Rights of publicity laws in many states prohibit commercial usage of the name, image, signature, or other indicia of the identity of a person without her consent. However, rights of publicity can be superseded by the First Amendment rights of the speaker, for example if the identity is used in news reporting, political commentary, parody, or (at least in California) if significant original transformative content has been added.

At first glance, the O’Donnell action figure seems to qualify under the commentary and parody exceptions.

But even when it is a much closer call — for example, an action figure that is an outright copy of a political figure solely in order to free-ride on his/her popularity — politicians usually decide it is bad publicity to sue. Herobuilders.com also sells action figures and bobbleheads of President Obama, Sarah Palin, Nancy Pelosi, Dick Cheney, and others. A notable exception to the “no sue” rule was California Governor Arnold Schwarzenegger, who sued an online seller of Schwarzenegger bobblehead dolls in 2004, but later agreed to a settlement in which the company could sell the dolls after a few modifications, such as removing the Governator’s toy assault weapon.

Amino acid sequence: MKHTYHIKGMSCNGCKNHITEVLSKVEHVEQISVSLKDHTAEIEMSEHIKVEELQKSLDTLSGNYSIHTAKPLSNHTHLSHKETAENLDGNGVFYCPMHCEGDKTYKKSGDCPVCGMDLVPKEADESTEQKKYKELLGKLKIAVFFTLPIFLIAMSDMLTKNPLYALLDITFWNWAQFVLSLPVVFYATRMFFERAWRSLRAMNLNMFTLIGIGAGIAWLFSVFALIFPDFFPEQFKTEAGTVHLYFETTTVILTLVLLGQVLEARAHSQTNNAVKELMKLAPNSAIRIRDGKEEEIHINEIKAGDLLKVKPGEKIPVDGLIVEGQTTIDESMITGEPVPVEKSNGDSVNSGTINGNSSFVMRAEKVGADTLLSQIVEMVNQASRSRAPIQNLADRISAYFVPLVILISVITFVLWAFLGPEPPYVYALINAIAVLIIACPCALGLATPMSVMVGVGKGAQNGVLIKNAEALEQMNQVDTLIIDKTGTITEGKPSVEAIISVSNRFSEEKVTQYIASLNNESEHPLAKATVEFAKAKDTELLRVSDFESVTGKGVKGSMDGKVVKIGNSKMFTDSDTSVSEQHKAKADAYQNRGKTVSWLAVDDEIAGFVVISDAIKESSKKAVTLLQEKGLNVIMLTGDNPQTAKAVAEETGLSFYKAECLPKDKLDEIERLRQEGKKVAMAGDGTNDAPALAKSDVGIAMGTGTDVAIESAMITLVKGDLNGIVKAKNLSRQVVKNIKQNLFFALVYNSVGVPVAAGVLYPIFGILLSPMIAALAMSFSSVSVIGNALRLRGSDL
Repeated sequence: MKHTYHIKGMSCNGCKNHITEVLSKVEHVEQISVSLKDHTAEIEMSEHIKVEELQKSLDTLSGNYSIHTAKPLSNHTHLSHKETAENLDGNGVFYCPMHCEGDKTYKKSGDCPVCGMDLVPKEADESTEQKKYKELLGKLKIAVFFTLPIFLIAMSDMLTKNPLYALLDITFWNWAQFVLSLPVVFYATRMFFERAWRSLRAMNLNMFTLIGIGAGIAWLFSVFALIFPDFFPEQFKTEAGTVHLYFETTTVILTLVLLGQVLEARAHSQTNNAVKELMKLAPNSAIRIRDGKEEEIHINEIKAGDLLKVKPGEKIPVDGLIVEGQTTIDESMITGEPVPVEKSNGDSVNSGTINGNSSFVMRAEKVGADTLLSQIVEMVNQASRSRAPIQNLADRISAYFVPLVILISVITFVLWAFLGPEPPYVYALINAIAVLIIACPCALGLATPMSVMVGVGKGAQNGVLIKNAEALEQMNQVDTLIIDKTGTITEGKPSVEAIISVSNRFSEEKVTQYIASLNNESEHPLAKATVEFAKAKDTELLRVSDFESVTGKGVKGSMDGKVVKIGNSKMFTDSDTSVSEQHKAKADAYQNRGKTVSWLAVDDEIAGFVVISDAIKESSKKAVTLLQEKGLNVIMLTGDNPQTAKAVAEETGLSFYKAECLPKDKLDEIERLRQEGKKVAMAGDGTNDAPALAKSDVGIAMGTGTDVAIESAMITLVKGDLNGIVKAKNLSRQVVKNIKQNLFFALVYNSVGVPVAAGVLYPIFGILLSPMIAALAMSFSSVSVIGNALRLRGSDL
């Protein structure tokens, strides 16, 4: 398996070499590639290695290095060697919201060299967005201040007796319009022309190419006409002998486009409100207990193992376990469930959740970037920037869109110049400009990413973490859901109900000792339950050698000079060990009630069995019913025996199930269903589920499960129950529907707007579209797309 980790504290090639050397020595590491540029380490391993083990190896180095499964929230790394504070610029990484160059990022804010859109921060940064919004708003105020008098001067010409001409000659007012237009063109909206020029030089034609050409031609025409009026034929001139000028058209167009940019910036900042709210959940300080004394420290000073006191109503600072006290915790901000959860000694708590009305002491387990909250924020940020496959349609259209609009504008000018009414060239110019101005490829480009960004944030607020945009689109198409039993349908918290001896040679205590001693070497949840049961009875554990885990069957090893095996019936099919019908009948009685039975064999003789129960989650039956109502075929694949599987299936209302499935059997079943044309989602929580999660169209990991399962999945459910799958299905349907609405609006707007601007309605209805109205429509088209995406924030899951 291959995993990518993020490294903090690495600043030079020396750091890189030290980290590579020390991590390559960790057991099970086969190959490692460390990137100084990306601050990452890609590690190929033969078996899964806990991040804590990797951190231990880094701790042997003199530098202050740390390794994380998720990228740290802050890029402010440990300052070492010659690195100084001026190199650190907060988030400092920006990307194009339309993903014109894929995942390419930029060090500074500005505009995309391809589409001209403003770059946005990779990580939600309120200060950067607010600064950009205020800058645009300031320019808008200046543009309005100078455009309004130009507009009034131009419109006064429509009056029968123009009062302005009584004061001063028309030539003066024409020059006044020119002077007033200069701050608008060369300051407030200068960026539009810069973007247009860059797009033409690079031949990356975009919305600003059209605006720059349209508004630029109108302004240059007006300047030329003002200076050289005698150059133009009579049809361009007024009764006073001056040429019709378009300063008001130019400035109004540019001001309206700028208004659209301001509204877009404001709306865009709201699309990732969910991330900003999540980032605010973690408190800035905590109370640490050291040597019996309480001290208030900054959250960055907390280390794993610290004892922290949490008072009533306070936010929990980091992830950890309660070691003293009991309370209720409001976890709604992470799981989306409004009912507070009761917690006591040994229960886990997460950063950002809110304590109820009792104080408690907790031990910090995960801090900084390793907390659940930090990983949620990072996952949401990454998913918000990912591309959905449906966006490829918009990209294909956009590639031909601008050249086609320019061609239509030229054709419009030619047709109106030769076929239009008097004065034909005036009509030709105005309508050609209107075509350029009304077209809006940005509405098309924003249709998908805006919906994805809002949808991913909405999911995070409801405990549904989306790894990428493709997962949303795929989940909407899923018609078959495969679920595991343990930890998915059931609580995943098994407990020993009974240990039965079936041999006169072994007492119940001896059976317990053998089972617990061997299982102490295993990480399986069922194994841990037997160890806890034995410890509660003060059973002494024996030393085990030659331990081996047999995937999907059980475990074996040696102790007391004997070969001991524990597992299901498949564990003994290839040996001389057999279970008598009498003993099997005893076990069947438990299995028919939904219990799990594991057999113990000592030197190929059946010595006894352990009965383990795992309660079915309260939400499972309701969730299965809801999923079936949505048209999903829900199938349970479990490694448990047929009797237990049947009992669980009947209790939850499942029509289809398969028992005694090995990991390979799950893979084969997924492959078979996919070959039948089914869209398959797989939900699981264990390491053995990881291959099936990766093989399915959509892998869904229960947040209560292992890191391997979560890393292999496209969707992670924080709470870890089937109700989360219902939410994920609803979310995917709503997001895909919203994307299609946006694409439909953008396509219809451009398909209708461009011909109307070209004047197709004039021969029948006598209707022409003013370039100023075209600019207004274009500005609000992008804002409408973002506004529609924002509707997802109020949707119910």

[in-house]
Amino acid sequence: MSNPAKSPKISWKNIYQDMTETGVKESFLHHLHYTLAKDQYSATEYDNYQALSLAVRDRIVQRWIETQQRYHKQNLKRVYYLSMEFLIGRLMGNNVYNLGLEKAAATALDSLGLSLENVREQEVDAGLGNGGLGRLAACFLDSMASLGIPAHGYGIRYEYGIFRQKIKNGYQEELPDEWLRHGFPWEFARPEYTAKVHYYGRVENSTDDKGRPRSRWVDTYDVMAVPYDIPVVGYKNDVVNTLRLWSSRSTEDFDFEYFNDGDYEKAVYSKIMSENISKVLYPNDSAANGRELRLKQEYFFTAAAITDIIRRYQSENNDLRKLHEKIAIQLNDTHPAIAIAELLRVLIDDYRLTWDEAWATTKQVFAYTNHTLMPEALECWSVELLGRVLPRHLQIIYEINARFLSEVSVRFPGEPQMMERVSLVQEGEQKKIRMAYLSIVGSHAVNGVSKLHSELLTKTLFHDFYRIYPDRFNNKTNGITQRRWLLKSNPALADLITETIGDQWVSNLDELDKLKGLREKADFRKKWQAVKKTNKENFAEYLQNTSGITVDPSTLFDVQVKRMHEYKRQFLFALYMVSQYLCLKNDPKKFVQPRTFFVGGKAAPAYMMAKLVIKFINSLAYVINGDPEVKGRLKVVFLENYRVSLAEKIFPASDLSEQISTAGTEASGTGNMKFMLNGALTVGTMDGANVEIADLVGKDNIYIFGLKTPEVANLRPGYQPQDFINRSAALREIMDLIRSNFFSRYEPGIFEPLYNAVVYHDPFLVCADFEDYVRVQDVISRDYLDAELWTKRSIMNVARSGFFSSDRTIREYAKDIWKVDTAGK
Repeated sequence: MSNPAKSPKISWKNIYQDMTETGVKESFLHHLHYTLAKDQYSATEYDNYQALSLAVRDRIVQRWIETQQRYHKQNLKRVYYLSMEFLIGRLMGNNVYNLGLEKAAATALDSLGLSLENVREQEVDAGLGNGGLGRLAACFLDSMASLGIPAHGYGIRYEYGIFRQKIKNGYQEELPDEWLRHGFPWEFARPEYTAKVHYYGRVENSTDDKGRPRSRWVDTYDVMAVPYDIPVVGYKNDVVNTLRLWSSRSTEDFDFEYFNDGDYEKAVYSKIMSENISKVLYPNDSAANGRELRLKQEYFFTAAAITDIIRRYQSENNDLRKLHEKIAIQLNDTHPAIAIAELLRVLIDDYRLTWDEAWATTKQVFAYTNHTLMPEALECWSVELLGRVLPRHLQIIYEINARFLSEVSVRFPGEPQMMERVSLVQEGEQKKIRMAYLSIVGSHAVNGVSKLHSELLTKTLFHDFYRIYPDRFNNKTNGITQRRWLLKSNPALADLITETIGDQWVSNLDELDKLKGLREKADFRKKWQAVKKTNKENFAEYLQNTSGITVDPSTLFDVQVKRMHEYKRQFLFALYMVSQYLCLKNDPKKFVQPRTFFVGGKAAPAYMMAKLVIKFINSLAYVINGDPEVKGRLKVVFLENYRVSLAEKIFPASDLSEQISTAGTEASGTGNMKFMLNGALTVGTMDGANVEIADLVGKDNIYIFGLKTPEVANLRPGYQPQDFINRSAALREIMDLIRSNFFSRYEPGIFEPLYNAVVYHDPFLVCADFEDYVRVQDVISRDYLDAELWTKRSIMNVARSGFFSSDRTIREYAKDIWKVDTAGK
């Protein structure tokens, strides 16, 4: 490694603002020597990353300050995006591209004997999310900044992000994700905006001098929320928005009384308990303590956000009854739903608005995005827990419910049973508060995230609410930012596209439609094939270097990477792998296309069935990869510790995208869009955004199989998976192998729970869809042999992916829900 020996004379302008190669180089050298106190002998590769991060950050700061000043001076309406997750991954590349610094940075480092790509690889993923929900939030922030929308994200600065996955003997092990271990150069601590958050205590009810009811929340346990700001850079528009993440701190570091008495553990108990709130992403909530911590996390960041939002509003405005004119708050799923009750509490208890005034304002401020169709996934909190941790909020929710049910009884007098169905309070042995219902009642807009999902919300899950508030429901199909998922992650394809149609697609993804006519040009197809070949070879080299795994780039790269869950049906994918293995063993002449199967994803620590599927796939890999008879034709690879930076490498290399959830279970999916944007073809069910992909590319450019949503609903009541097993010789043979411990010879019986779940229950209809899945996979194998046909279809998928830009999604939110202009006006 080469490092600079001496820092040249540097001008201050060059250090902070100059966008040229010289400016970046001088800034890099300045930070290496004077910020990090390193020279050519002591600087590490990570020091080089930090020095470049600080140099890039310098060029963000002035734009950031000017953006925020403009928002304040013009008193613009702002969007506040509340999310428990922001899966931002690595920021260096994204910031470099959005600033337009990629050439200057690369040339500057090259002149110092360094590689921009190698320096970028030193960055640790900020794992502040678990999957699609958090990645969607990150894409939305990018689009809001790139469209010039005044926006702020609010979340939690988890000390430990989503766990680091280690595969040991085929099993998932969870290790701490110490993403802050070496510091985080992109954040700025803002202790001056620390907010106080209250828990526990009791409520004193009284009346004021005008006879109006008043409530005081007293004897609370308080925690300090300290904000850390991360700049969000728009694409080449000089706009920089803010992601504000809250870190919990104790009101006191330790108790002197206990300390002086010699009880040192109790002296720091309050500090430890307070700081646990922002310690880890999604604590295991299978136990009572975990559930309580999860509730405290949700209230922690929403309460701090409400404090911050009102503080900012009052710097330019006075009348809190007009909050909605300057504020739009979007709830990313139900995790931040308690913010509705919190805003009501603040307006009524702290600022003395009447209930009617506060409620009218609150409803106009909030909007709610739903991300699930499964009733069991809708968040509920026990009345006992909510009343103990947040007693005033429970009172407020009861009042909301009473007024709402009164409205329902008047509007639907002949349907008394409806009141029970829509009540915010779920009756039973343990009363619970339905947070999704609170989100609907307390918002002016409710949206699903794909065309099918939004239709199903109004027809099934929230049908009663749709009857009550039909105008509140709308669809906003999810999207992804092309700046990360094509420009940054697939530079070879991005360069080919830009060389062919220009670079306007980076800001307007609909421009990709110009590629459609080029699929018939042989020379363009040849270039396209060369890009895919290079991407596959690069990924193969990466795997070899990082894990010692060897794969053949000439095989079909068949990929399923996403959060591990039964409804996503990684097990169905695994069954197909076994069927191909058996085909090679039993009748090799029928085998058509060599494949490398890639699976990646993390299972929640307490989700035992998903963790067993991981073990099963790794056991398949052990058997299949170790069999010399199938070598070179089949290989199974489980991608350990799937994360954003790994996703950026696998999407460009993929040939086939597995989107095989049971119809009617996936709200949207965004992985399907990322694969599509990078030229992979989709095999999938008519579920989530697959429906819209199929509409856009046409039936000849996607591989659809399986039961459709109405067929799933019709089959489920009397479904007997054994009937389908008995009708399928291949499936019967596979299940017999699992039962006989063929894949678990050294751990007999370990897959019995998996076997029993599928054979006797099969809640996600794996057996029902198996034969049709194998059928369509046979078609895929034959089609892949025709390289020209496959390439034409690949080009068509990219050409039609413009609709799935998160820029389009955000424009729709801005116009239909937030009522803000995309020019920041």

IP issues seem to run in Ms. O’Donnell’s family. According to this hilarious clip from MSNBC’s “Countdown,” Ms. O’Donnell’s father was the “fill-in Bozo the Clown” for a Philadelphia television station. He could not be the “official” Bozo because he did not attend the official Bozo training school in Texas.

Indeed, “Bozo” is a registered trademark of Larry Harmon Pictures Corporation (“LHPC”) for “Entertainment Services In The Nature Of A Children’s Television Program; Entertainment Services In The Nature Of Live Performances By A Clown Character.” So as licensor of this trademark, LHPC had a duty to maintain Bozo quality standards, for example by requiring CBE (Continuing Bozo Education) of all those licensees who represented themselves as Bozos to the public. Licensing without such quality controls would have been a naked license– in effect, a naked Bozo license. And that is a thought even more scary than a witch in the Senate.